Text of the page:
Contractor fraud occurs when an individual or firm engages in illegal activity designed to scam clients during the construction, renovation, or repair work they’ve been hired to complete. While there are numerous means by which contractor fraud can occur, most instances generally fall into one of three buckets—overcharging, lacking the appropriate permits, and bidding collusion.
To spot contractor fraud, you should thoroughly evaluate potential contractors and comparable work, ensure all agreements are stipulated in writing, and determine a payment schedule.
Examples of Contractor Fraud
Given contractor fraud’s broad definition, concrete examples can help provide a better understanding of what to look for. Instances may include:
Materials misrepresentation – A fraudulent contractor may overrepresent the cost of the project’s materials and necessary supplies. Similarly, substitute, lower-quality materials may be used instead of those listed.
Nonexistent work – Much like materials misrepresentation, a fraudster may claim to have completed work that did not occur. The most concerning examples would be during construction projects (or elements thereof) that are not visible once the work is finished (e.g., below ground, hidden by drywall). For instance, a contractor might claim to have removed more debris than was present on a job site.
Bid manipulation or collusion – Bid manipulation primarily occurs when a contractor severely underbids a project. Making a significantly lower offer secures the work, and then “unexpected complications” are inevitably discovered and used as an excuse to increase project costs. Though less common in residential construction, collusion occurs when multiple firms coordinate their bidding to ensure the outcome.
Missing permits – If a contractor does not have the appropriate licenses or permits for a given project, they aren’t operating lawfully. Should this be discovered, it could result in significant penalties and fines.
Signs of Contractor Fraud
Identifying instances of contractor fraud while a project is underway may be difficult, but there are clear indications to be mindful of before and during the construction. As the most commonly victimized, disadvantaged and elderly populations should be especially alert for such signs.
Before agreeing to a construction project, take note of whether the contractor:
Seeks you out with an offer
Severely underbids the project
Cannot provide professional references or examples of past work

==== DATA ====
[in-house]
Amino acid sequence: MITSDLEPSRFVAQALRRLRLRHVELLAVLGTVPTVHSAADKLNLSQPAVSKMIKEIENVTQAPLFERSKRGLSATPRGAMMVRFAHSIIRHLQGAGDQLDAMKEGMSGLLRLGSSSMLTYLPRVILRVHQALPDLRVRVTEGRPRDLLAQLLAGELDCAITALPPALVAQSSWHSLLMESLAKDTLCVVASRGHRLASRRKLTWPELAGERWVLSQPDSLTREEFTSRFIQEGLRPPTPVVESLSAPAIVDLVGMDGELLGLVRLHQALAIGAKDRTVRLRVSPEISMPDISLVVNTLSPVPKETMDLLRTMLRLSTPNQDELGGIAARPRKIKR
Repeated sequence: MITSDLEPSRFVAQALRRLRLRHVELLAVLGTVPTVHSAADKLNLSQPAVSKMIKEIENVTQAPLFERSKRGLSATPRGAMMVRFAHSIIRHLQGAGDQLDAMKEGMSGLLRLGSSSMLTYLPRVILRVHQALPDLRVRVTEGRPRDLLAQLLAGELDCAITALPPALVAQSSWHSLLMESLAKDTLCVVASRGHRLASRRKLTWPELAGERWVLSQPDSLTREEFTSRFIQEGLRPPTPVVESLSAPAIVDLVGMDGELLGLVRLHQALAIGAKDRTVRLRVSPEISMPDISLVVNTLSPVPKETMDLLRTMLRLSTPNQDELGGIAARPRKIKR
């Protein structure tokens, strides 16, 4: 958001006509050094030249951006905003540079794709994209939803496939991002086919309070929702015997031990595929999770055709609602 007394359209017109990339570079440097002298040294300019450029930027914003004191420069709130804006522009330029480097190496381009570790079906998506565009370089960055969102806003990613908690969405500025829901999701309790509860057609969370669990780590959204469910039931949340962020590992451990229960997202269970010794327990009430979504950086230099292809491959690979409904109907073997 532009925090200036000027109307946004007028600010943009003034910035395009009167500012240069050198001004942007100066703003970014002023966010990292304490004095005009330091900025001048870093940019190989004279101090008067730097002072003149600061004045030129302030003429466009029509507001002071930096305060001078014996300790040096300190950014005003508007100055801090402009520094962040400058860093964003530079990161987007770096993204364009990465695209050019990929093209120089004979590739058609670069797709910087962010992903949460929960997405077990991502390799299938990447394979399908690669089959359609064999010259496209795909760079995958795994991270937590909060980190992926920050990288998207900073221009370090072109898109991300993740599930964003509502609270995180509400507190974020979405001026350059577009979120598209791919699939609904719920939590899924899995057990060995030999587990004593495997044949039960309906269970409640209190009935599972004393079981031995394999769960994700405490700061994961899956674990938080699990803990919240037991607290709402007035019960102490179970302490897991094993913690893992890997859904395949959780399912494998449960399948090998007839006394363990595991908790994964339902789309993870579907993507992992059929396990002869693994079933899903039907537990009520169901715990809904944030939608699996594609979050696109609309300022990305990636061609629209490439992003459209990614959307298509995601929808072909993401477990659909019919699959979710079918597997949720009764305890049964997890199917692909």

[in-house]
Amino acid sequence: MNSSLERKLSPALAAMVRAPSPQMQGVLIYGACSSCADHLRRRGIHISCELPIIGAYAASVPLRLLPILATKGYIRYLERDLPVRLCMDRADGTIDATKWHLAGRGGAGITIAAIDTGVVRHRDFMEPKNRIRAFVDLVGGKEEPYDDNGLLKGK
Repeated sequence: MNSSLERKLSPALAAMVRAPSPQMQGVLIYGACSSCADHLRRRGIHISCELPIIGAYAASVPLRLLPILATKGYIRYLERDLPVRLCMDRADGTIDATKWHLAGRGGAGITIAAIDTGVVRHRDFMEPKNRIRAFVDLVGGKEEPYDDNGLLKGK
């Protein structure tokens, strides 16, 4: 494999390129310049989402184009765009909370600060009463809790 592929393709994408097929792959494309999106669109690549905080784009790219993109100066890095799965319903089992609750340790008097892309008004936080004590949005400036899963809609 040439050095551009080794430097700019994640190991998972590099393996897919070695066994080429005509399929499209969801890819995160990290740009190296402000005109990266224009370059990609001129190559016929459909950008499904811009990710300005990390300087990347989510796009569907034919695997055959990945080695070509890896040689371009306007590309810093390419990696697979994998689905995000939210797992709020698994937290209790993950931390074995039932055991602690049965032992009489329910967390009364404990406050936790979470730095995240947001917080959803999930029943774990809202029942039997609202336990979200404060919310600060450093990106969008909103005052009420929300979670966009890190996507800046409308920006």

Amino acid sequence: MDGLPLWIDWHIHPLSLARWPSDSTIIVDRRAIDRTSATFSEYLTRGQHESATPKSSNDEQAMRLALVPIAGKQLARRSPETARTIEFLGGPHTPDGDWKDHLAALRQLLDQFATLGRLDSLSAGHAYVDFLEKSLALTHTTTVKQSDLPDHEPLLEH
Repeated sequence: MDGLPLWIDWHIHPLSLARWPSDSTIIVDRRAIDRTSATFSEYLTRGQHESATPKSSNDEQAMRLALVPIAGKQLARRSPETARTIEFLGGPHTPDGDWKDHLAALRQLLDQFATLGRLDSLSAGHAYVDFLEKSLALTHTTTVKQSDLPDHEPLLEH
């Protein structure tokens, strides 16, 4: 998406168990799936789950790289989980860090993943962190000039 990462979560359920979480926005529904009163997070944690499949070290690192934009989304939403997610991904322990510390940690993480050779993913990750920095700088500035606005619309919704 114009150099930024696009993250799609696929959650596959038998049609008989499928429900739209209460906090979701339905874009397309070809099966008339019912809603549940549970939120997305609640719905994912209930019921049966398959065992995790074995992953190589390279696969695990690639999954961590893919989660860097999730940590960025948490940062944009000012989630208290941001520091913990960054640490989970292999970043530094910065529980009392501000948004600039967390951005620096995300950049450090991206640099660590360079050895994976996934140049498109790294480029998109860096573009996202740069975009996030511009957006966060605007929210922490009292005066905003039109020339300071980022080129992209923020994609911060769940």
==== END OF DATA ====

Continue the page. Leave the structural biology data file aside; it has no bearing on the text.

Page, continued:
Attempts to pressure you into committing
- Doesn’t provide financial transparency, such as:
Unclear overall costs
Requests upfront payment
Offers to connect you with third-party financing
Doesn’t provide their licenses
Attempts to place permit responsibilities on you
Identifying Contractor Fraud During a Project
The most common instances of contractor fraud that occur during a project typically result from “unexpected complications.”
Fraudulent contractors will use these illegitimate opportunities to gain approval for work change orders that raise costs. If your contractor repeatedly presents you with change orders, especially when not in writing, they may be committing fraud.
Reporting Contractor Fraud
Contractor fraud is a serious issue because of the risks posed to clients, their associates, other contractors, and the general public. Aside from the potential of being scammed for substandard construction work, contractor fraud may result in unsafe environments and structures that pose significant health and safety risks. Further, any related injuries pose severe insurance liabilities.
If you suspect you’re the victim of contractor fraud, contact legal representation. If you’ve confirmed contractor fraud, contact your local authorities. Additionally, government offices may provide reporting hotlines or web portals, such as State Attorney Generals or Labor and Industry Departments.
Contractor Integrity with MFS Construction
At MFS Construction, we consider integrity as one of our core values. This starts with clear and transparent client communication and extends to all aspects of project assessment and completion.
Contact us today to learn more about our inventive strategies and innovative solutions provided to clients within the Tri-State area and Puerto Rico.
1 Office of Inspector General, US Department of Transportation. Common Fraud Schemes. https://www.oig.dot.gov/investigations/common-fraud-schemes
2 Investopedia. Contractor Fraud. https://www.investopedia.com/terms/c/contractor-fraud.asp